The Hijinks In 'Entrapment' Are Contrived, But Fun To Watch.
By James DiGiovanna
SEAN CONNERY IS a cute old man, slightly stooped and liver spotted, with the kind of rich, grandfatherly voice that commands both love and respect even as it admonishes. However, and I mean this with all due respect to Mr. Connery, he is not a raging sex god.
Maybe he was once, but there is such a thing as "aging gracefully." Connery has excluded himself from that category by producing a film in which he casts himself as the object of hot young thing Catherine Zeta-Jones' lust. Not only that, but the script, approved by producer Connery, puts the beautiful and youthful Zeta-Jones in the odd position of relentlessly pursuing and being turned down by the silver-toupeed Mr. Connery.
Zeta-Jones plays insurance agent Gin Baker. Like all insurance agents, she is hell-bound for adventure, and sets off in pursuit of international art thief Robert MacDougal (played by Connery). Agent Baker lures MacDougal to her svelte side with tales of a priceless Chinese mask that they can steal together. For no good reason, MacDougal, who doesn't know Agent Baker from Eve, lives by the rule "trust no one," and has been doing pretty well for himself without her help, decides to throw in with her.
Thus, he takes her to his romantic castle on a secluded Scottish island where she must prance about in skin-tight outfits and swim naked in the moat as part of her "training." She, of course, falls madly in love with him and wants nothing more than to tear off his baggy sweater and reveal his sagging man-breasts to her beautiful young eyes. He, however, has a "rule" that he's not allowed to sleep with his partners. Since the only other "partner" he appears to have is played by burly he-man Ving Rhames, this rule seems somewhat unnecessary. Of course, the cunning MacDougal may have made the rule up on the spot just to keep the dramatic and sexual tension high, but that would imply a rather high awareness of himself as a character in a cheesy crime drama.
Anyway, while MacDougal is fending off Agent Gin's amorous advances, he's also spying on her, and finds out that she's working for The Man.
The Man is played by workhorse character-actor Will Patton. He's a fellow insurance agent who has a big crush on Zeta-Jones' callipygous character. Unfortunately, he also has one of those cop mustaches that insures its wearer will never get laid. Thus, he's no match for the Methuselahan charms of Connery's MacDougal, and so he starts to worry that Agent Gin will fall to the dark side.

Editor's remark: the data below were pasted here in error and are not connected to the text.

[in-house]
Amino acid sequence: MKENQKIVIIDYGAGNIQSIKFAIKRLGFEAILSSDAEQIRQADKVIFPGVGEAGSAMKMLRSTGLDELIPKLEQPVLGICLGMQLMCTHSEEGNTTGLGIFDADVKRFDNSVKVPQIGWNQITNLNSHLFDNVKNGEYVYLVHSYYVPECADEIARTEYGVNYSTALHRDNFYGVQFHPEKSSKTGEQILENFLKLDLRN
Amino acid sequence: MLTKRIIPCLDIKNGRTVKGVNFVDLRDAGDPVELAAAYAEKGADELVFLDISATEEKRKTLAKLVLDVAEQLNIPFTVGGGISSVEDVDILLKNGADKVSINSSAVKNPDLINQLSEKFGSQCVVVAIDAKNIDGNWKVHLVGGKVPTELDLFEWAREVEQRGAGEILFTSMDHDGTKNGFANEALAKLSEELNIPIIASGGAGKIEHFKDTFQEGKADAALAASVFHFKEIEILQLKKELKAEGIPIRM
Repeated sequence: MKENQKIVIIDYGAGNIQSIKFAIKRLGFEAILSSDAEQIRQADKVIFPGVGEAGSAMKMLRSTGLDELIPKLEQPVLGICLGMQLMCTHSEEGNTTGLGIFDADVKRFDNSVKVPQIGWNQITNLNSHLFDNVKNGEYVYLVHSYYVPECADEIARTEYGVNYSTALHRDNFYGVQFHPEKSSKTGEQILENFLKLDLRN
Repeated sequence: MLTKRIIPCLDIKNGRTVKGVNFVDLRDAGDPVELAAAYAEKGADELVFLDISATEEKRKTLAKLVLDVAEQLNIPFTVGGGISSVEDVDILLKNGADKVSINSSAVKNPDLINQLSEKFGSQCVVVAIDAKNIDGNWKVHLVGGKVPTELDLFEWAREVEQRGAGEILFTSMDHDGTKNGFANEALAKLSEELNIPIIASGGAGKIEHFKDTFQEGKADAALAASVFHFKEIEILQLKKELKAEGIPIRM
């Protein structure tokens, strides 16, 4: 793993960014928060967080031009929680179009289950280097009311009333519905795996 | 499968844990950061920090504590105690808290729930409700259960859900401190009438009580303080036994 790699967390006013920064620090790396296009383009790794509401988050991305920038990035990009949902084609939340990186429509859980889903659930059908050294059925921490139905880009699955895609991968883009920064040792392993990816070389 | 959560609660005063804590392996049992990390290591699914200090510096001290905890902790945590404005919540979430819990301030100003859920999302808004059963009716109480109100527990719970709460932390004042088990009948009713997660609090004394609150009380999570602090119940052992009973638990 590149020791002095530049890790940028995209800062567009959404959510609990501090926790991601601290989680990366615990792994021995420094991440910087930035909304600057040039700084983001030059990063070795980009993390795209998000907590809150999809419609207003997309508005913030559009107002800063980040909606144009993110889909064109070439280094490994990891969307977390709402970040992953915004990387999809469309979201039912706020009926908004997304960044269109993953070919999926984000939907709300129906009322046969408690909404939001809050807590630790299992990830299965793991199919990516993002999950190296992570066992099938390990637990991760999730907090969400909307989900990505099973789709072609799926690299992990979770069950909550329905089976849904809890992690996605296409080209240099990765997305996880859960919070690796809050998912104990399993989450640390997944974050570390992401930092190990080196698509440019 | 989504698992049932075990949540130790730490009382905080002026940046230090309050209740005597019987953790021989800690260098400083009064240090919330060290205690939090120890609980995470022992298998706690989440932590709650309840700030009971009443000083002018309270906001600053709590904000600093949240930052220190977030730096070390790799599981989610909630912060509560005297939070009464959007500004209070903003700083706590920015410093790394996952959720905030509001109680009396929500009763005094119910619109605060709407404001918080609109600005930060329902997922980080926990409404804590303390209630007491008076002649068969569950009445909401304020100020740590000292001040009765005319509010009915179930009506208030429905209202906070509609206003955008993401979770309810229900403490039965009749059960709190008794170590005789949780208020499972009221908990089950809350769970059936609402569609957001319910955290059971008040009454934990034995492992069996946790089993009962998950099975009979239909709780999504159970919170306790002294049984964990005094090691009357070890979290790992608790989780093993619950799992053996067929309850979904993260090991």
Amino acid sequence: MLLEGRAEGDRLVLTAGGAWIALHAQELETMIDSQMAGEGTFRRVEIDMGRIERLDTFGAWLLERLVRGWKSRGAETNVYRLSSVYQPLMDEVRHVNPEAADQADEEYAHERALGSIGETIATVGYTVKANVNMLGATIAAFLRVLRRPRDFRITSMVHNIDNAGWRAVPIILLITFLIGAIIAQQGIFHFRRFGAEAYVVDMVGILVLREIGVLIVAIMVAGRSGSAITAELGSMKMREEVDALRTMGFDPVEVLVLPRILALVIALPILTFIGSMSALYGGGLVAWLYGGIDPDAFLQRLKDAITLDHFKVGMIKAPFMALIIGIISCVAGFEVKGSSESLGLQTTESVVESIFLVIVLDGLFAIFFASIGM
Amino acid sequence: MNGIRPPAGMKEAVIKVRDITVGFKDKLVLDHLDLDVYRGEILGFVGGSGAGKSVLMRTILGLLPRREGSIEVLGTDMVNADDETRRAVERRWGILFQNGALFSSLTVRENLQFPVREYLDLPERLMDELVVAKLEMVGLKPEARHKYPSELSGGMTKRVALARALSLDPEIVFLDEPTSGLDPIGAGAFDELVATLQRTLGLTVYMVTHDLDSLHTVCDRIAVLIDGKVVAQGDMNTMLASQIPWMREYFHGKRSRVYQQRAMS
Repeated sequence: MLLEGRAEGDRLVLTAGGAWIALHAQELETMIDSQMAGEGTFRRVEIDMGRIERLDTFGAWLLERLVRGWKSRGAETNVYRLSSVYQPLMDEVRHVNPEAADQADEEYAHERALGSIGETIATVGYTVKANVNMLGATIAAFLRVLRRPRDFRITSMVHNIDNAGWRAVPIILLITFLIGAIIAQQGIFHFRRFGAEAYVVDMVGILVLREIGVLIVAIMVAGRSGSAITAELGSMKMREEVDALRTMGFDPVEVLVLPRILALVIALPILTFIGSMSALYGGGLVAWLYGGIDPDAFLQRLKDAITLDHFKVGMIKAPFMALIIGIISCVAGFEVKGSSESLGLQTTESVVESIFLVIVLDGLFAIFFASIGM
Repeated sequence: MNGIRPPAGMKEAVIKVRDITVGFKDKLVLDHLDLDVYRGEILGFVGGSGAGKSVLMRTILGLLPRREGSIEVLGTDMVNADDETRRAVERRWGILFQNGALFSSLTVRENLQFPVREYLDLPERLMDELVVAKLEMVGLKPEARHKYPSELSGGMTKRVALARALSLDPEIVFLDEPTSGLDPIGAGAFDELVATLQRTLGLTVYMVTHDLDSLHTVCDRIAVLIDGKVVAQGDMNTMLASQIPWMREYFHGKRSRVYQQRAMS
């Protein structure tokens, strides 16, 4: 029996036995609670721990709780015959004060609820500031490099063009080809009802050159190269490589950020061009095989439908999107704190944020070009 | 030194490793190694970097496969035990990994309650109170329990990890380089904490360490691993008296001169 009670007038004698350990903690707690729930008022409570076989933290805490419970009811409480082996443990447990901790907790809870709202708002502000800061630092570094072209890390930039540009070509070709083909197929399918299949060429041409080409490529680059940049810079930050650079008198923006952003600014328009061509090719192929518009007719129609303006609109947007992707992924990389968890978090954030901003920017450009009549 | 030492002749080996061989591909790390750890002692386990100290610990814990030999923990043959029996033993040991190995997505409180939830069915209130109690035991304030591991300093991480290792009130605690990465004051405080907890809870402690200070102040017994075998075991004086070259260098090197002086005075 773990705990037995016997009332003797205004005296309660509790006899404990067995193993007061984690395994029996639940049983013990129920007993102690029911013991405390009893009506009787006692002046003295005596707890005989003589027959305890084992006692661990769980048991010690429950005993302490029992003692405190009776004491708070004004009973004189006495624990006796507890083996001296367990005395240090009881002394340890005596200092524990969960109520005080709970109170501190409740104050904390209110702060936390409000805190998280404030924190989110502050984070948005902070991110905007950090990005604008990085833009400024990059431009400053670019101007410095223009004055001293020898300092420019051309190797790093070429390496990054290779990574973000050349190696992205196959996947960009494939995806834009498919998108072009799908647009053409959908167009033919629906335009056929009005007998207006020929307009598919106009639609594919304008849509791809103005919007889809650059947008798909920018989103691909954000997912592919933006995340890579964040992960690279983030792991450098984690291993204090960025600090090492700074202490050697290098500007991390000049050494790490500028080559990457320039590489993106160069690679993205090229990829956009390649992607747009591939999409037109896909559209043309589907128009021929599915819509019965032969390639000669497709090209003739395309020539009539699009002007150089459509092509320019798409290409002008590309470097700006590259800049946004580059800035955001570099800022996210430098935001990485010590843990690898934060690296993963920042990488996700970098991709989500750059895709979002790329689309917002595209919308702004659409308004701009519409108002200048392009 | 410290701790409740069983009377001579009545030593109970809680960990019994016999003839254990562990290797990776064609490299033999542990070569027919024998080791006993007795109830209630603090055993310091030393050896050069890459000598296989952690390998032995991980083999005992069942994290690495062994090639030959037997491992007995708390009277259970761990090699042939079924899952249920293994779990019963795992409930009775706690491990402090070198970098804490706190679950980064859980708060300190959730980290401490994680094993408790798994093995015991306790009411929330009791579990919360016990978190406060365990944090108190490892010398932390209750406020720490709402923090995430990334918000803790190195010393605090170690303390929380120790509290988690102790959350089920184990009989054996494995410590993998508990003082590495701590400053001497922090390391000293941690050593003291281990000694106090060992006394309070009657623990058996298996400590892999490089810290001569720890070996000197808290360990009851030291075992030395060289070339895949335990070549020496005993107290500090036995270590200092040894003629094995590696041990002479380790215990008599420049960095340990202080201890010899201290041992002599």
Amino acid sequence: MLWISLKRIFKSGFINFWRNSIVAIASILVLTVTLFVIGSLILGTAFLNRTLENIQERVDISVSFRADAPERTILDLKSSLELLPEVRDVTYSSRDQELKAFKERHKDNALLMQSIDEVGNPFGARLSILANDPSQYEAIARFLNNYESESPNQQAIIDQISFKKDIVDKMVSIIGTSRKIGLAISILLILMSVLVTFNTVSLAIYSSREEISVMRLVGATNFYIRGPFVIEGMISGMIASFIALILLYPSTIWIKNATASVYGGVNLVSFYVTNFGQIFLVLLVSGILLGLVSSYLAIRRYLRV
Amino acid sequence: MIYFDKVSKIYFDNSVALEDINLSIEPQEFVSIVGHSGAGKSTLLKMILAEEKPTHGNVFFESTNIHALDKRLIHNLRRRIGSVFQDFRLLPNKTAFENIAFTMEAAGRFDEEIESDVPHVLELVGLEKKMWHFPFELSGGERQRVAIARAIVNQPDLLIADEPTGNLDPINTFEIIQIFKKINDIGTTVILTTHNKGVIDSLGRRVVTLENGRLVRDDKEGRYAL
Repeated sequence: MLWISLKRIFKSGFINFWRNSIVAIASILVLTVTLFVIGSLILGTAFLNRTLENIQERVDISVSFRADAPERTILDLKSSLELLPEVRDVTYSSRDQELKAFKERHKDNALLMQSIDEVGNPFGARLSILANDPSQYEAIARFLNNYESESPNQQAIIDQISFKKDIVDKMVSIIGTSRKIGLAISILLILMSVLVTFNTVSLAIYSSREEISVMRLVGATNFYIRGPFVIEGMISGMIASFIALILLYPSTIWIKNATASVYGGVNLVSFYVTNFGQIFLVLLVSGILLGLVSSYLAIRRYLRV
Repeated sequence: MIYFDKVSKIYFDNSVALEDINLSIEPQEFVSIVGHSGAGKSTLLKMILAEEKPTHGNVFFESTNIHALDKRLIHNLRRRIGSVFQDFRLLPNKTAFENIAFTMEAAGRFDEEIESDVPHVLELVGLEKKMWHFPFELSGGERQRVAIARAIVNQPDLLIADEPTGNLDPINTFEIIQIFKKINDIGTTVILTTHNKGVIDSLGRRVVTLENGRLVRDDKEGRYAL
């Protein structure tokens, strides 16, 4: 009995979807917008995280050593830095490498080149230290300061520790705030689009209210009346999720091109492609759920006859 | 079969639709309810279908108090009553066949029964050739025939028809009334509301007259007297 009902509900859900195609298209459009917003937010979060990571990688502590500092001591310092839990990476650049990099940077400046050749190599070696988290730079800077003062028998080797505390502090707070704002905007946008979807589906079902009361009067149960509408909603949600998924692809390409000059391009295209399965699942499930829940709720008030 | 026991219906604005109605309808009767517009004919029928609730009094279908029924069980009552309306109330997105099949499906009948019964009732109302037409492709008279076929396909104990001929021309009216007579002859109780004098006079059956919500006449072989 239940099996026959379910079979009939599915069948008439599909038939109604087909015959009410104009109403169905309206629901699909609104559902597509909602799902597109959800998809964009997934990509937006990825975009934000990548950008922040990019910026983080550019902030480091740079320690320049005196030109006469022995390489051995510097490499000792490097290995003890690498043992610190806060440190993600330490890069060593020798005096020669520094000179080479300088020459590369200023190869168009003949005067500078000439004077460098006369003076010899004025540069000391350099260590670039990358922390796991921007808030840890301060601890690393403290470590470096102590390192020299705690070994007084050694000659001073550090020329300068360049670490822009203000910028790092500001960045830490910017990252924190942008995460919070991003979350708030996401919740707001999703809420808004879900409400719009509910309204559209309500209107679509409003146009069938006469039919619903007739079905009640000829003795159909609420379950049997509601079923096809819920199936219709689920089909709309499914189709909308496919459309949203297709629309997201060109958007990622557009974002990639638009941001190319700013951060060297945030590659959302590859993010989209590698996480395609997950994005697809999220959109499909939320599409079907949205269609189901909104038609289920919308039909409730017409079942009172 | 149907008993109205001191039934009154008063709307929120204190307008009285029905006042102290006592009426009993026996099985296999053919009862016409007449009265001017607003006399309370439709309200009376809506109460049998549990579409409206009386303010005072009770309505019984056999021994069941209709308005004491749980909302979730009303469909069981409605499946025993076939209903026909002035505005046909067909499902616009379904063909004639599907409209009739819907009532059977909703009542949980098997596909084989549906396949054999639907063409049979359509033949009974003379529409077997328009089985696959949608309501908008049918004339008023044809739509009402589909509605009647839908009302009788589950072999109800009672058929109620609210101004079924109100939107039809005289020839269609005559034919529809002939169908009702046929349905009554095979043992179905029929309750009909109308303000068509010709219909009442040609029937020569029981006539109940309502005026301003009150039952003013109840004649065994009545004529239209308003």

But then maybe she already has...is she a thief who was pretending to be an insurance agent just to get the goods on the really hot properties? And is MacDougal planning to double-cross her? And is Will Patton just an insurance agent, or actually something more? Lots of these questions are raised in an effort to give the film something to focus on instead of Zeta-Jones' ass. But in spite of the best efforts of the scriptwriters, the ass wins. It is repeatedly and lovingly photographed, and is the centerpiece to the film's misleadingly sexy trailer.
Entrapment is not entirely awful. The actual crimes are kind of fun to watch, though they rely too heavily on gadgetry and not enough on clever planning. The best crime films--like the Mamet thriller The Spanish Prisoner, or the Mamet thriller House of Games, or the Mamet thriller Homicide, or the Mamet thriller Glengarry Glen Ross--keep the audience guessing about the crimes, revealing bit by bit what's been going on all along. Entrapment works the audience differently; instead of unfolding back-story about sophisticated and subtle crimes, the story advances by tacking on some pretty hard-to-swallow stuff wherein everyone reveals that they are not who they seem to be. Thus, the surprises come as artificial revelations instead of complex plot resolutions.
Still, Entrapment led the box-office receipts this weekend, mostly on the charms of its lead actors, who are amusing to watch as they clumsily circle their inevitable inter-generational romantic moment.
And there's a kind of perverse pleasure in watching the 68-year-old Connery scale walls, swing between towers and dive through glass windows. When my mind would drift, I would occasionally look up at the screen and wonder, "Why is James Bond's grandfather breaking into that building?"
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